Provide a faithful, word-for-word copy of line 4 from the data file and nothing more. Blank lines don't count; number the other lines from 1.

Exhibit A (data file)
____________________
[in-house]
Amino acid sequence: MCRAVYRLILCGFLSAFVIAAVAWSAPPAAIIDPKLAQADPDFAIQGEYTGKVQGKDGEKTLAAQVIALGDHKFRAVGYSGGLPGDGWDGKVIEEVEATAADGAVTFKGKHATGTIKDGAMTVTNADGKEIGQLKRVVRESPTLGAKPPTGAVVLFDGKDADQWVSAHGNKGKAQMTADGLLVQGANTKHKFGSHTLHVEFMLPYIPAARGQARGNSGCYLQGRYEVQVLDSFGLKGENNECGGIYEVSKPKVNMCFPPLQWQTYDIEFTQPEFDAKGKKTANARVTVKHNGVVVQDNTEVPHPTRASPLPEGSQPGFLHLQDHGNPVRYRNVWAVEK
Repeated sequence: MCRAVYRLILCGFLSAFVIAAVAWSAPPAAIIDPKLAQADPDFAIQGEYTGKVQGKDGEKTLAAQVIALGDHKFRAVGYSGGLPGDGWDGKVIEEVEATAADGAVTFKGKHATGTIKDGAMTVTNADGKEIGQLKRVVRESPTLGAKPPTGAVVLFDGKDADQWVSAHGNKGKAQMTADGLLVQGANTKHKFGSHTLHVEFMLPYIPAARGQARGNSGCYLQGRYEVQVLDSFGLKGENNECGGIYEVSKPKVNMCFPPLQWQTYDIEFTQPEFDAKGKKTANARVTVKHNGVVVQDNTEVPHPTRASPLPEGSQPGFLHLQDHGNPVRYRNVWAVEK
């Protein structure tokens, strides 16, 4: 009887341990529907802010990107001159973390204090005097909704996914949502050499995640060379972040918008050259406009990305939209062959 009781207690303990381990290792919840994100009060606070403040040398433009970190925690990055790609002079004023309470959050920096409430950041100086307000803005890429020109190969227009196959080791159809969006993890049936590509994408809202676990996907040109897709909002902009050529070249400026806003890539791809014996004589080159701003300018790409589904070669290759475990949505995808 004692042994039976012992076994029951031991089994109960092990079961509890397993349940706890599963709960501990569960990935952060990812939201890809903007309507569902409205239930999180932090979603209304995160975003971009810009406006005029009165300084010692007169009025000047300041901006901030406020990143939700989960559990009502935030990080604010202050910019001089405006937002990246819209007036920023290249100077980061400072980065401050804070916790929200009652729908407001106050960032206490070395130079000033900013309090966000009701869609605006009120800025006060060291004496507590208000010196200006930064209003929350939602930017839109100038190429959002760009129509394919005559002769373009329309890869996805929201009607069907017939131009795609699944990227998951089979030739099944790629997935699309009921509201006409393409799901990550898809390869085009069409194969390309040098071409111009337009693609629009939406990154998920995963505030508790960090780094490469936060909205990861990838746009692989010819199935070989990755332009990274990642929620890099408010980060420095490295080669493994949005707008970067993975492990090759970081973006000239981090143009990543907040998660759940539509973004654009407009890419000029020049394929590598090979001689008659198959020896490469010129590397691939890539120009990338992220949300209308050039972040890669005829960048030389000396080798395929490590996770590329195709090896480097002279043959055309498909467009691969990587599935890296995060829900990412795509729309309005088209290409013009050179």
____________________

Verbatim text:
């Protein structure tokens, strides 16, 4: 009887341990529907802010990107001159973390204090005097909704996914949502050499995640060379972040918008050259406009990305939209062959 009781207690303990381990290792919840994100009060606070403040040398433009970190925690990055790609002079004023309470959050920096409430950041100086307000803005890429020109190969227009196959080791159809969006993890049936590509994408809202676990996907040109897709909002902009050529070249400026806003890539791809014996004589080159701003300018790409589904070669290759475990949505995808 004692042994039976012992076994029951031991089994109960092990079961509890397993349940706890599963709960501990569960990935952060990812939201890809903007309507569902409205239930999180932090979603209304995160975003971009810009406006005029009165300084010692007169009025000047300041901006901030406020990143939700989960559990009502935030990080604010202050910019001089405006937002990246819209007036920023290249100077980061400072980065401050804070916790929200009652729908407001106050960032206490070395130079000033900013309090966000009701869609605006009120800025006060060291004496507590208000010196200006930064209003929350939602930017839109100038190429959002760009129509394919005559002769373009329309890869996805929201009607069907017939131009795609699944990227998951089979030739099944790629997935699309009921509201006409393409799901990550898809390869085009069409194969390309040098071409111009337009693609629009939406990154998920995963505030508790960090780094490469936060909205990861990838746009692989010819199935070989990755332009990274990642929620890099408010980060420095490295080669493994949005707008970067993975492990090759970081973006000239981090143009990543907040998660759940539509973004654009407009890419000029020049394929590598090979001689008659198959020896490469010129590397691939890539120009990338992220949300209308050039972040890669005829960048030389000396080798395929490590996770590329195709090896480097002279043959055309498909467009691969990587599935890296995060829900990412795509729309309005088209290409013009050179």